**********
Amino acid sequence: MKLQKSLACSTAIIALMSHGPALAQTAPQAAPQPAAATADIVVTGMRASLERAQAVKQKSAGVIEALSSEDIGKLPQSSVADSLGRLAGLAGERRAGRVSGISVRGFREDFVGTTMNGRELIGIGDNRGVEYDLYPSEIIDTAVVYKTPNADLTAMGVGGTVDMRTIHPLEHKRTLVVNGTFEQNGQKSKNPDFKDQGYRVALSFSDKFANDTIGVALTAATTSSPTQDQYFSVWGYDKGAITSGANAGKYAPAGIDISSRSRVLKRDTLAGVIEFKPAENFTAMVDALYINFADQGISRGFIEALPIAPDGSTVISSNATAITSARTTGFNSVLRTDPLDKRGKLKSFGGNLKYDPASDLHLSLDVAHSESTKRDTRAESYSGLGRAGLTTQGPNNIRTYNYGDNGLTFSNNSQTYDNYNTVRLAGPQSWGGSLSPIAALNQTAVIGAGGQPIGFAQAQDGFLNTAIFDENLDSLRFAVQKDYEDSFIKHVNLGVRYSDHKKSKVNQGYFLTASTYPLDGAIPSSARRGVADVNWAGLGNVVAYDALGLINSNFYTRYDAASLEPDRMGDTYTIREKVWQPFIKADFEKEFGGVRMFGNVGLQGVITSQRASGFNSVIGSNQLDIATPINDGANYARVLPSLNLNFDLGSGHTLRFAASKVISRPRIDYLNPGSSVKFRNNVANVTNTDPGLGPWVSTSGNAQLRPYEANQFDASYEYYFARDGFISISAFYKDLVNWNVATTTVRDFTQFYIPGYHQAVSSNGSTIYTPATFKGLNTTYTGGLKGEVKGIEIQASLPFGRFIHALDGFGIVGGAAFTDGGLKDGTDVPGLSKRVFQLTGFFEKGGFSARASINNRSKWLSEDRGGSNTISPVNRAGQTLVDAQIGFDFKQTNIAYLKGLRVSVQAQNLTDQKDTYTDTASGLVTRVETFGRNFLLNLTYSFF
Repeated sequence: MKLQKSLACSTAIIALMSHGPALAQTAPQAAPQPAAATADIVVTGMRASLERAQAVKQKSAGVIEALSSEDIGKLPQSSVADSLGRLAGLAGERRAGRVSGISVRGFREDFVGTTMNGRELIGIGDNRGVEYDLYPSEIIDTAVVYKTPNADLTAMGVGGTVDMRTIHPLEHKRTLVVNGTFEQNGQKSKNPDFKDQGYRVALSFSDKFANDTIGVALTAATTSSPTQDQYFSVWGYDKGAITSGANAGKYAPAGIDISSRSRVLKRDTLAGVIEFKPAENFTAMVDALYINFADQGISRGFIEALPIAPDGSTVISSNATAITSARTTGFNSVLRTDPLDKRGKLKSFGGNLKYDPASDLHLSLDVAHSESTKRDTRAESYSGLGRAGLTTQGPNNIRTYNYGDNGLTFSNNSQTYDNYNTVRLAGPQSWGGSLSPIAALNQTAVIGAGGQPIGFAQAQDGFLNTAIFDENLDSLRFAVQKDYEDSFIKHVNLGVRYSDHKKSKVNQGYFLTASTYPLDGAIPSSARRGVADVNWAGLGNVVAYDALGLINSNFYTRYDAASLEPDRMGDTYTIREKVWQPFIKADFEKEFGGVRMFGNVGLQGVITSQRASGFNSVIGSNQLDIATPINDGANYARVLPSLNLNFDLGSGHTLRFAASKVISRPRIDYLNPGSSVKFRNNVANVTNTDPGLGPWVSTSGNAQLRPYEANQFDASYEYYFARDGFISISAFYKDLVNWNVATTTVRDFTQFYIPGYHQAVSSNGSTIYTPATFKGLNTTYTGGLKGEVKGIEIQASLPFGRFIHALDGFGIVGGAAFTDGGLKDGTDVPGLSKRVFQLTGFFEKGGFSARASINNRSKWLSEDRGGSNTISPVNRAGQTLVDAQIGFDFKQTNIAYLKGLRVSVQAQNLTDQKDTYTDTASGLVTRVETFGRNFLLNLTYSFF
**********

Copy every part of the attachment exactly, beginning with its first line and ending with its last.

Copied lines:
Amino acid sequence: MKLQKSLACSTAIIALMSHGPALAQTAPQAAPQPAAATADIVVTGMRASLERAQAVKQKSAGVIEALSSEDIGKLPQSSVADSLGRLAGLAGERRAGRVSGISVRGFREDFVGTTMNGRELIGIGDNRGVEYDLYPSEIIDTAVVYKTPNADLTAMGVGGTVDMRTIHPLEHKRTLVVNGTFEQNGQKSKNPDFKDQGYRVALSFSDKFANDTIGVALTAATTSSPTQDQYFSVWGYDKGAITSGANAGKYAPAGIDISSRSRVLKRDTLAGVIEFKPAENFTAMVDALYINFADQGISRGFIEALPIAPDGSTVISSNATAITSARTTGFNSVLRTDPLDKRGKLKSFGGNLKYDPASDLHLSLDVAHSESTKRDTRAESYSGLGRAGLTTQGPNNIRTYNYGDNGLTFSNNSQTYDNYNTVRLAGPQSWGGSLSPIAALNQTAVIGAGGQPIGFAQAQDGFLNTAIFDENLDSLRFAVQKDYEDSFIKHVNLGVRYSDHKKSKVNQGYFLTASTYPLDGAIPSSARRGVADVNWAGLGNVVAYDALGLINSNFYTRYDAASLEPDRMGDTYTIREKVWQPFIKADFEKEFGGVRMFGNVGLQGVITSQRASGFNSVIGSNQLDIATPINDGANYARVLPSLNLNFDLGSGHTLRFAASKVISRPRIDYLNPGSSVKFRNNVANVTNTDPGLGPWVSTSGNAQLRPYEANQFDASYEYYFARDGFISISAFYKDLVNWNVATTTVRDFTQFYIPGYHQAVSSNGSTIYTPATFKGLNTTYTGGLKGEVKGIEIQASLPFGRFIHALDGFGIVGGAAFTDGGLKDGTDVPGLSKRVFQLTGFFEKGGFSARASINNRSKWLSEDRGGSNTISPVNRAGQTLVDAQIGFDFKQTNIAYLKGLRVSVQAQNLTDQKDTYTDTASGLVTRVETFGRNFLLNLTYSFF
Repeated sequence: MKLQKSLACSTAIIALMSHGPALAQTAPQAAPQPAAATADIVVTGMRASLERAQAVKQKSAGVIEALSSEDIGKLPQSSVADSLGRLAGLAGERRAGRVSGISVRGFREDFVGTTMNGRELIGIGDNRGVEYDLYPSEIIDTAVVYKTPNADLTAMGVGGTVDMRTIHPLEHKRTLVVNGTFEQNGQKSKNPDFKDQGYRVALSFSDKFANDTIGVALTAATTSSPTQDQYFSVWGYDKGAITSGANAGKYAPAGIDISSRSRVLKRDTLAGVIEFKPAENFTAMVDALYINFADQGISRGFIEALPIAPDGSTVISSNATAITSARTTGFNSVLRTDPLDKRGKLKSFGGNLKYDPASDLHLSLDVAHSESTKRDTRAESYSGLGRAGLTTQGPNNIRTYNYGDNGLTFSNNSQTYDNYNTVRLAGPQSWGGSLSPIAALNQTAVIGAGGQPIGFAQAQDGFLNTAIFDENLDSLRFAVQKDYEDSFIKHVNLGVRYSDHKKSKVNQGYFLTASTYPLDGAIPSSARRGVADVNWAGLGNVVAYDALGLINSNFYTRYDAASLEPDRMGDTYTIREKVWQPFIKADFEKEFGGVRMFGNVGLQGVITSQRASGFNSVIGSNQLDIATPINDGANYARVLPSLNLNFDLGSGHTLRFAASKVISRPRIDYLNPGSSVKFRNNVANVTNTDPGLGPWVSTSGNAQLRPYEANQFDASYEYYFARDGFISISAFYKDLVNWNVATTTVRDFTQFYIPGYHQAVSSNGSTIYTPATFKGLNTTYTGGLKGEVKGIEIQASLPFGRFIHALDGFGIVGGAAFTDGGLKDGTDVPGLSKRVFQLTGFFEKGGFSARASINNRSKWLSEDRGGSNTISPVNRAGQTLVDAQIGFDFKQTNIAYLKGLRVSVQAQNLTDQKDTYTDTASGLVTRVETFGRNFLLNLTYSFF